Many people have asked me and I’ve asked many people why a photon has only two polarizations/ degrees of freedom (DoF) and not four! The ‘qualitative’ answer which most people (including me) gave and with which I was satisfied for quite some time consists simply of two parts:

- one DoF reduced due to gauge invariance (4-1=3);
- another DoF removed due to masslessness of photon (3-1=2)!

But after sometime, hearing this mundane answer did not satisfy me or the others anymore (basically others but lets not digress)! So I took it upon myself to settle this once and for all. You may ask why go to such lengths to answer an age-old question of which everyone knows the answer which is ‘DoF for a massless vector gauge field in D dimensions is (D-2)’. Well, there are two reasons:

- As PvN stresses in his classes it is always good to have a concrete example worked out than always deal with generalities/ abstractions!
- In GS’s QFT class, I got to know the ‘answer’ which one of the many people (lets call him PJ) does not agree to happening… go figure!

There is one more (2+1=3) very important reason: after reading this page by WS, I got the urge to test the Unicode stuff myself. So I post here the answer starting ‘from scratch’. This will probably be the only place in which I present Math and Physics simultaneously and roughly in equal proportion. [As should be obvious from my second reason, the following is ‘shamelessly’ lifted from notes of GS’s QFT class. Though any mistakes below would be entirely mine due to the well-known phenomenon of Lost in Translation.]

Lets start from the Lagrangian and Equations of Motion (EoM) for the massless vector gauge field A_{μ}:

ℒ=-¼F^{μν}F_{μν}

EoM: ∂_{μ}F^{μν}=0 ⇒ □A^{ν}-∂^{ν}(∂_{μ}A^{μ})=0

We know that ℒ is invariant under following Gauge Transformation (GT) where λ is a gauge parameter:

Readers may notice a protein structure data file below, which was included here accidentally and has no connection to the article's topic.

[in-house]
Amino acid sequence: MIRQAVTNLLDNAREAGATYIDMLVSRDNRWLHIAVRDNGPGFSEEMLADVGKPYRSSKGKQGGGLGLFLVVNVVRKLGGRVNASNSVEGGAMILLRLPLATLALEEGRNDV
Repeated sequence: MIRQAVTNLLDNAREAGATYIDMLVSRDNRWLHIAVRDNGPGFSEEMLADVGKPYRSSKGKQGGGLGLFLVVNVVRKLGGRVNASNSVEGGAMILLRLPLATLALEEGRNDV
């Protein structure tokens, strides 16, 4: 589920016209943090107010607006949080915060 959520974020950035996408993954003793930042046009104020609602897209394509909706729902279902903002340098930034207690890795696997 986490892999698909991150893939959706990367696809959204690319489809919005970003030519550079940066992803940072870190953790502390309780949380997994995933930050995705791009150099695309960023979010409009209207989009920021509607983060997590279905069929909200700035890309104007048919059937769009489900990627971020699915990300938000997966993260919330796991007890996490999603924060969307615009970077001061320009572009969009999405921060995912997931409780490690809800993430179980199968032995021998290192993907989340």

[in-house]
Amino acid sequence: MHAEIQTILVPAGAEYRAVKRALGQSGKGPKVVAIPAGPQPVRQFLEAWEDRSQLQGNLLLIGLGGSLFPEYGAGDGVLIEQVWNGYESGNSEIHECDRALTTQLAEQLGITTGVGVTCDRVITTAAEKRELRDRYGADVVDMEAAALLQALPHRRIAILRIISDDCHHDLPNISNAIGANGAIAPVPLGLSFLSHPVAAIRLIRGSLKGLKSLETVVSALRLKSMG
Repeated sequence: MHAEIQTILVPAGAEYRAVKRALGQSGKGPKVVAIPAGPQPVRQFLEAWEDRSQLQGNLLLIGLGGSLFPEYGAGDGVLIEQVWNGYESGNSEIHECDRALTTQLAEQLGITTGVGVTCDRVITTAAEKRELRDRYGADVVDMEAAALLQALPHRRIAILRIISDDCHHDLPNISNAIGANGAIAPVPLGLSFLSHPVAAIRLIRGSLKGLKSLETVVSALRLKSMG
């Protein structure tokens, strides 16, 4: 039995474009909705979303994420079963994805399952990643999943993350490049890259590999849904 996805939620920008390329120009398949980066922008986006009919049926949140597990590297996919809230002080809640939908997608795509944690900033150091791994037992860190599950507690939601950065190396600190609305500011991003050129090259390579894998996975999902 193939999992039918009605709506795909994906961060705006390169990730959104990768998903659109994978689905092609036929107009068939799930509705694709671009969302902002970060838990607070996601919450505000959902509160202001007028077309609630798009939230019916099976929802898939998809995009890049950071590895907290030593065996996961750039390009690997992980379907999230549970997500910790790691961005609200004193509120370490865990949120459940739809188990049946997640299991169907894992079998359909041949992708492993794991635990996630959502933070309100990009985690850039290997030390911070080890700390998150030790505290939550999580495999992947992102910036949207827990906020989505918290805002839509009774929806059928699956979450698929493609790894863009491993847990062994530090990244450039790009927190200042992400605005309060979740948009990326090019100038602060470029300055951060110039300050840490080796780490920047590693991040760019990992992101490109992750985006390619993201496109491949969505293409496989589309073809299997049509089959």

GT: A'^{μ}(x)=A^{μ}(x)–∂^{μ}λ(x)

We can use GT to change EoM: Given A^{μ}(x) that solves EoM, construct λ(x) such that □λ=∂_{μ}A^{μ }which implies ∂_{μ}A'^{μ}=0. A thing to note is that A'^{μ}(x) still has same F^{μν }and EoM, i.e. A'^{μ} is physically equivalent to A^{μ}.

Now we gauge fix the Lagrangian, i.e. give up manifest gauge invariance but keep all the physically distinct solutions:

ℒ=-¼F^{μν}F_{μν}–½α(∂_{μ}A^{μ})^{2}

EoM: □A^{ν}-(1-α)∂^{ν}(∂_{μ}A^{μ})=0

where α is a (real & non-zero) gauge fixing parameter.

Acting with ∂_{ν} on EoM gives α□(∂_{μ}A^{μ})=0 ⇒ ∂_{μ}A^{μ}=0.

Now we are left with D EoM & 1 Lorentz condition:

□A^{μ}=0 & ∂_{μ}A^{μ}=0.

Solving the first equation gives:

A^{μ}(x)=a^{μ}e^{-ik.x} where k^{2}=0 with k^{0}≡ω_{k}≡|**k**|

(Notation: k is a D-vector and **k** is a (D-1)-vector!)

Lorentz condition enforces k.a=0. This suggests the general solution: a^{μ}=Ck^{μ}+ε^{μ }where ε^{μ} should satisfy ε^{0}=0 & **ε**.**k**=0 (as is easily checked!) This already suggests 2 DoF have vanished; lets make it concrete by gauging A^{μ} using

λ(x)=iCe^{-ik.x }⇒ A'^{μ}(x) = A^{μ}(x)–∂^{μ}λ(x) = ε^{μ}e^{-ik.x}.

Now, it is obvious that a vector gauge field has only (D-2) DoF since ε^{0}=0 & **ε**.**k**=0. In other words, timelike and longitudinal components are not physical, only transverse components (usually called polarizations in 4-D and hence the symbol ‘remaining’ is ε!) are physical and count as DoF!

Thus, we see that loosing two DoF is not so straightforward as the argument at the beginning of this post suggested; there is a subtlety as to how gauge invariance and masslessness conspire to get rid of these DoF. If you are wondering where the masslessness was used(!), keep reading…

Finally, lets look at the massive vector field and observe how longitudinal component remains physical!

ℒ=-¼F^{μν}F_{μν}+½m^{2}A_{μ}A^{μ}^{ }(Not gauge invariant!)

EoM: □A^{ν}-∂^{ν}(∂_{μ}A^{μ})+m^{2}A^{ν}=0

∂_{ν} EoM ⇒ m^{2}(∂_{ν}A^{ν})=0

Here also we are left with D EoM and 1 Lorentz condition:

(□+m^{2})A^{μ}=0 & ∂_{μ}A^{μ}=0.

But that is as far as we can go since no GT can reduce DoF any further (basically due to m^{2 }in EoM) and so we are left with one more DoF compared to massless case, i.e. D-1 DoF.

I hope this satisfies some (if not all) of the many people I referred to earlier. And if you (the reader) have a succinct/ concise/ elegant proof (but explicit as done here), you are welcome to post it in the comments or tell me via any other communication means you may find reasonable!

So, that is it for this month and if you have not read this ‘ground-breaking’ paper in fundamental mathematics; you are missing out something very important in your life!